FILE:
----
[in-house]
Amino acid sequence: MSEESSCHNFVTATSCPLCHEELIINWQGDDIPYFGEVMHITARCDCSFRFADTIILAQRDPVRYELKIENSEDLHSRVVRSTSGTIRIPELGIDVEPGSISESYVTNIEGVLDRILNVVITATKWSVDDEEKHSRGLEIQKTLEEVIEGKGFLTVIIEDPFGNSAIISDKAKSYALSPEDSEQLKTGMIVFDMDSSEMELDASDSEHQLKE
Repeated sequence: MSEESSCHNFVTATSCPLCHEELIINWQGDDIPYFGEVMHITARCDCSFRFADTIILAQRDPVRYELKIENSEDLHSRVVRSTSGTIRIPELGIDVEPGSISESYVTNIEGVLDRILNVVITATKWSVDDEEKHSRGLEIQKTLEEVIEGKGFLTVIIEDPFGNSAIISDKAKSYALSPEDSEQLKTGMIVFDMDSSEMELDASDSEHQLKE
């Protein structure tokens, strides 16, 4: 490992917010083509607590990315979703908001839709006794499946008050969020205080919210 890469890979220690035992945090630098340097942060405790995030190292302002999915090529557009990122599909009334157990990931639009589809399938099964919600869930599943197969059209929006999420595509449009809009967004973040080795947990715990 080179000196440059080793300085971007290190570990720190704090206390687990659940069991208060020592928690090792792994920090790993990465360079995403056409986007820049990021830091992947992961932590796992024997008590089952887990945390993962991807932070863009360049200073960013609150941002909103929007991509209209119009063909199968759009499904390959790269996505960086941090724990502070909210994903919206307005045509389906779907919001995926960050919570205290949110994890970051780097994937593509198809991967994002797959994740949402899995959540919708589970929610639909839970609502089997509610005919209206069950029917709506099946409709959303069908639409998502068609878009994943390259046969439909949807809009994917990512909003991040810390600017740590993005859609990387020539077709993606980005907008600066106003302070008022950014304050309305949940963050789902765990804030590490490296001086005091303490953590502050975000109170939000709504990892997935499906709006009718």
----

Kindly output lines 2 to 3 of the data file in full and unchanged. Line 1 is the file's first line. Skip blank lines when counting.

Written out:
Amino acid sequence: MSEESSCHNFVTATSCPLCHEELIINWQGDDIPYFGEVMHITARCDCSFRFADTIILAQRDPVRYELKIENSEDLHSRVVRSTSGTIRIPELGIDVEPGSISESYVTNIEGVLDRILNVVITATKWSVDDEEKHSRGLEIQKTLEEVIEGKGFLTVIIEDPFGNSAIISDKAKSYALSPEDSEQLKTGMIVFDMDSSEMELDASDSEHQLKE
Repeated sequence: MSEESSCHNFVTATSCPLCHEELIINWQGDDIPYFGEVMHITARCDCSFRFADTIILAQRDPVRYELKIENSEDLHSRVVRSTSGTIRIPELGIDVEPGSISESYVTNIEGVLDRILNVVITATKWSVDDEEKHSRGLEIQKTLEEVIEGKGFLTVIIEDPFGNSAIISDKAKSYALSPEDSEQLKTGMIVFDMDSSEMELDASDSEHQLKE